The California central valley has been known for being the safe space for the Republicans left in the state. But after 2018 things seem to be changing.
The Los Angeles Times hit the pavement in Rep. Devin Nunes' district where they found support for the GOP congressman, despite similar votes for Democratic presidential candidates.
"The GOP enjoys an advantage with 39% of registered voters here, compared with the Democrats’ 32%," wrote the Times. "While Hillary Clinton beat Donald Trump by more than 4.2 million votes statewide, the future president found a rare haven in the 22nd, where he ran up a 10-percentage-point victory."
It explains why Nunes was so eager to cozy up to Trump after the 2016 election. But as the backlash against Trump began, two congressional seats near Nunes' in the San Joaquin Valley fell to Democrats. Nunes similarly saw support for his secure seat drop, "making clear the region could no longer be considered a Republican lock," said the Times.
"Nunes won. But his victory, by a little more than 5 percentage points, was a shadow of the 30- and 40-point blowouts that had been the norm," the report explained.
"The shift to the left has been particularly distinct in Fresno County," said the Times. "After decades of Republican dominion, the county voted for Barack Obama in two straight presidential races, then sided with Hillary Clinton over Trump in 2016. In January, two newly elected Latino members of the Fresno City Council solidified Democratic control."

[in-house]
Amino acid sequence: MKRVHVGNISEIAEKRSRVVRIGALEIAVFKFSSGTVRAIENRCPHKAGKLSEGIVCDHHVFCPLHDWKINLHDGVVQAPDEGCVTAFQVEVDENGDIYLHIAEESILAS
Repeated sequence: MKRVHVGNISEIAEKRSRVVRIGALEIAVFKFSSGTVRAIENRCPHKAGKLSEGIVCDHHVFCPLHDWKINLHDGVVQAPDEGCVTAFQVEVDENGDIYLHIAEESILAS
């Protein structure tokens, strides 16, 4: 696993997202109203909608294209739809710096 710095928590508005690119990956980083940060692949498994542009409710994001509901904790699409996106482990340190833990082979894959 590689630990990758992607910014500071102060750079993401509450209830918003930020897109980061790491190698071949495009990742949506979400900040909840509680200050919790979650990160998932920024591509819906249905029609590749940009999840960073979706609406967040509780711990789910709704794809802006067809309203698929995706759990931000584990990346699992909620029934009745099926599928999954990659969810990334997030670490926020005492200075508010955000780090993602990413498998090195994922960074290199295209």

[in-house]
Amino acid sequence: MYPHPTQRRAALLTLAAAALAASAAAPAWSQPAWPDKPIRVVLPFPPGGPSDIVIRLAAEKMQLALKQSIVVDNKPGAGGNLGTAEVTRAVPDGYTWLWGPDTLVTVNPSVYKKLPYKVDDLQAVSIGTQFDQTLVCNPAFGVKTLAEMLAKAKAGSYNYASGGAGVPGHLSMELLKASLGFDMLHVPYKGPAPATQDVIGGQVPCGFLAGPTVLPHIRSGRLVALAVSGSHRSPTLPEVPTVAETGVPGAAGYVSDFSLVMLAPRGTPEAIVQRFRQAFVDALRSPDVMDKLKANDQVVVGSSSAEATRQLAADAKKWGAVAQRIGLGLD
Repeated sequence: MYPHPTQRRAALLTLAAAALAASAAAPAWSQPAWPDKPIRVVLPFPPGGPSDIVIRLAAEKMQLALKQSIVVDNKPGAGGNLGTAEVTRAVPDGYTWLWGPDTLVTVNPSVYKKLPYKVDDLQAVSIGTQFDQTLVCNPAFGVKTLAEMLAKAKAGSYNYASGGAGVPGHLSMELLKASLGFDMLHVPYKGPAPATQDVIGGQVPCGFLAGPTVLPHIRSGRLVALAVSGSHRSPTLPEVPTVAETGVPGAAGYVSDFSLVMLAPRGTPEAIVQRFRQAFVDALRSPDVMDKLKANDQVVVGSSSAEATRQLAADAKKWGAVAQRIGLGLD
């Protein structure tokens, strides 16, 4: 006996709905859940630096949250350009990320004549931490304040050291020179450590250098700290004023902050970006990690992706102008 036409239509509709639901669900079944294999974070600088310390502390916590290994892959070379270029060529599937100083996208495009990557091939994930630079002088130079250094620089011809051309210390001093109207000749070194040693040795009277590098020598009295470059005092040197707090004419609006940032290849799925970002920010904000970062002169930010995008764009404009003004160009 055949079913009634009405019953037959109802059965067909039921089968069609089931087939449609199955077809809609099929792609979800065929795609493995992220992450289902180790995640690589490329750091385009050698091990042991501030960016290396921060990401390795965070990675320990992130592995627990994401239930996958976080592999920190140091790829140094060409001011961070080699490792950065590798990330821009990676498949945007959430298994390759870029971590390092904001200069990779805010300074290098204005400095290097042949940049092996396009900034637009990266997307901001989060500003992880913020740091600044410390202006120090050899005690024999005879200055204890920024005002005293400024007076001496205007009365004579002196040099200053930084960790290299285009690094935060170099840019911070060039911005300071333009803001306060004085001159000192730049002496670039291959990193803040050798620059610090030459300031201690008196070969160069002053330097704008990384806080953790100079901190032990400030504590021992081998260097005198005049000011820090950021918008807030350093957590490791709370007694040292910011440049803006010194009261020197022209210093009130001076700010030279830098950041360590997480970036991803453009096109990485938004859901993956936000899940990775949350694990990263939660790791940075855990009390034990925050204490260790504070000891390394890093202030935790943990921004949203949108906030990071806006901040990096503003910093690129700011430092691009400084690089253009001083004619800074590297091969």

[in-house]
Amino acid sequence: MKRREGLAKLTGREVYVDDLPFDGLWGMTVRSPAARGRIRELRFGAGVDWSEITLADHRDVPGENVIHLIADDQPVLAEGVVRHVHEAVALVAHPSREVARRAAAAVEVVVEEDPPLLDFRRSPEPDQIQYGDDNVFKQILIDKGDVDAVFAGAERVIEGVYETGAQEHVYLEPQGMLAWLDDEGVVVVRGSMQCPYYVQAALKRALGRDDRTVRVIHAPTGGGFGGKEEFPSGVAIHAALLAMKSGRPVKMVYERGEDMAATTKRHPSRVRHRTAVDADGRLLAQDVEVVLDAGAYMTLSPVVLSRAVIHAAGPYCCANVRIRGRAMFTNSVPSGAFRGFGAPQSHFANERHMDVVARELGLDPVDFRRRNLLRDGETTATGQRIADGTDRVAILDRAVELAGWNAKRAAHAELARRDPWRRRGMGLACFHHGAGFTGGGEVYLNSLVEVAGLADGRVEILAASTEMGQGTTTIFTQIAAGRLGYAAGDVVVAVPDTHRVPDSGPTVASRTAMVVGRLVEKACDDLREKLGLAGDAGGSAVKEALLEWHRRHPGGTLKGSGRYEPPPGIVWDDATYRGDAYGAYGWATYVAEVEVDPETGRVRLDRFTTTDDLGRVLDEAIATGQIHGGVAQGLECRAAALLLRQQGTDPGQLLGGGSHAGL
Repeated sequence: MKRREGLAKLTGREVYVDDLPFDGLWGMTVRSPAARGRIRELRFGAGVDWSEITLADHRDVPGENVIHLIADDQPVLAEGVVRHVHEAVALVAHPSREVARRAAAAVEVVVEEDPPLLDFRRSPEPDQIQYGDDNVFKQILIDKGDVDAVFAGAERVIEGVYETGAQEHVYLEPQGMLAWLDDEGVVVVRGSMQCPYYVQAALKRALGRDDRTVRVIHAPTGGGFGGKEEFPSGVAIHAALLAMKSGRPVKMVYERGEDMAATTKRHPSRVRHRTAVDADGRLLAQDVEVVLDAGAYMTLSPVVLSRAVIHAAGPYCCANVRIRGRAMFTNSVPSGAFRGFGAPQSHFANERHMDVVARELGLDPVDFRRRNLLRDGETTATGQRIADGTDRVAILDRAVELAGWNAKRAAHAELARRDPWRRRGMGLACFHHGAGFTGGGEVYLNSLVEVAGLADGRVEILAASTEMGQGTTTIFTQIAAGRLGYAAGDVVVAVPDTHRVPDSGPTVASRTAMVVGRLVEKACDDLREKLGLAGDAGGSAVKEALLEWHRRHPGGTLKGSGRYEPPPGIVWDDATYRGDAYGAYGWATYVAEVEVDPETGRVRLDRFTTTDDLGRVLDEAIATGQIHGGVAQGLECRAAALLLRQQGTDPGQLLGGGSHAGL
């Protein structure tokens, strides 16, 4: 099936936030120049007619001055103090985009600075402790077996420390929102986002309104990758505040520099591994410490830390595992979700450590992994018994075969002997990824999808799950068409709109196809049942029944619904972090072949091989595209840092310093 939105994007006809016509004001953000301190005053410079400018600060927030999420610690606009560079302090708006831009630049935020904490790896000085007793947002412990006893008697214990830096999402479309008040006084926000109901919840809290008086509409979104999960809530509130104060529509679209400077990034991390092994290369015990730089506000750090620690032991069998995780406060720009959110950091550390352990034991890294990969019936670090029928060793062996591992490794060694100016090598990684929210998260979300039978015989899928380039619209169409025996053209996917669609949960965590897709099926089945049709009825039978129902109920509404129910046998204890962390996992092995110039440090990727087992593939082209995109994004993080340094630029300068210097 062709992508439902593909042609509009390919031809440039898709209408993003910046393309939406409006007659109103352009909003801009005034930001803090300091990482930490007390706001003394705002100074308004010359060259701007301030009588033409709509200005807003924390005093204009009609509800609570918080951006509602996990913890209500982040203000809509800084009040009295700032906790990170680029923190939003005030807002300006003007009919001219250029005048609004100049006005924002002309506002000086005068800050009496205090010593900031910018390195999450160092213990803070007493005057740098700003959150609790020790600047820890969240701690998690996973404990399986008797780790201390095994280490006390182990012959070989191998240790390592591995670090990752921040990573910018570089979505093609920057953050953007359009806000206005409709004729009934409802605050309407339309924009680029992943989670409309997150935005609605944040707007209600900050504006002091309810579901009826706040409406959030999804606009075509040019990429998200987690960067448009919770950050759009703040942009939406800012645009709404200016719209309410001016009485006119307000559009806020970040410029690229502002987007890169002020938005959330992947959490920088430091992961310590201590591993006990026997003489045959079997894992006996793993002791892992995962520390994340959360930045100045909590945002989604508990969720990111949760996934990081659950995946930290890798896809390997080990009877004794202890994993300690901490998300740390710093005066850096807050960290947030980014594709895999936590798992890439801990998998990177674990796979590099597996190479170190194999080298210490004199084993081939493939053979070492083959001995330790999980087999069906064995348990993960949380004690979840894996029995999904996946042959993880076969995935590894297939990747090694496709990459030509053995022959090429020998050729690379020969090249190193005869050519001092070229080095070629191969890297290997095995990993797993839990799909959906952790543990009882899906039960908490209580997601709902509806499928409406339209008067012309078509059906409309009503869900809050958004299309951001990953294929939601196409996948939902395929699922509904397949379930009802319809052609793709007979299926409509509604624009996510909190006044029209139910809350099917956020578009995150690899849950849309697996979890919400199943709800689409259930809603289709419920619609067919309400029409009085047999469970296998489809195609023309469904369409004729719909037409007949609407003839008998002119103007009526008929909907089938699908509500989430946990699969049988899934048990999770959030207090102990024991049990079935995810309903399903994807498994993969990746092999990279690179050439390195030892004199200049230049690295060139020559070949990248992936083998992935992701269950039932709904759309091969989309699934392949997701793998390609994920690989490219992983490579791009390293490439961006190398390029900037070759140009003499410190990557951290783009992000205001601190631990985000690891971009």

There's a rise of Latino voters and young people searching for affordable housing while the Bay Area has priced out far too many people.
“I think Fresno is kind of a microcosm of what’s happening throughout the rest of the Central Valley,” said Nunes' former challenger, Andrew Janz. “We’re seeing it trend more blue.”
The Times' description of the Fresno County Republican Party gathering couldn't be more telling about the GOP's inability to expand beyond older white voters.
"A mostly gray-haired group, sporting 'Keep America Great' hats and other Trump regalia, packed in front of a big-screen television. GOP county chairman Fred Vanderhoof said they had been brought together by the power of 'a blue-collar billionaire, who speaks from the heart.'”
During a campaign stop last week, Trump even told the California farmers that they hadn't suffered from a drought, it was the fault of regulations. As farmers can attest, the drought was real and a new report warns of another one approaching for the summer, despite Trump's deregulation.
With the blue creeping into Nunes' red district, the demographic shifts and the lies to farmers, it could ultimately lead to an end for the Nunes reign in the next few years.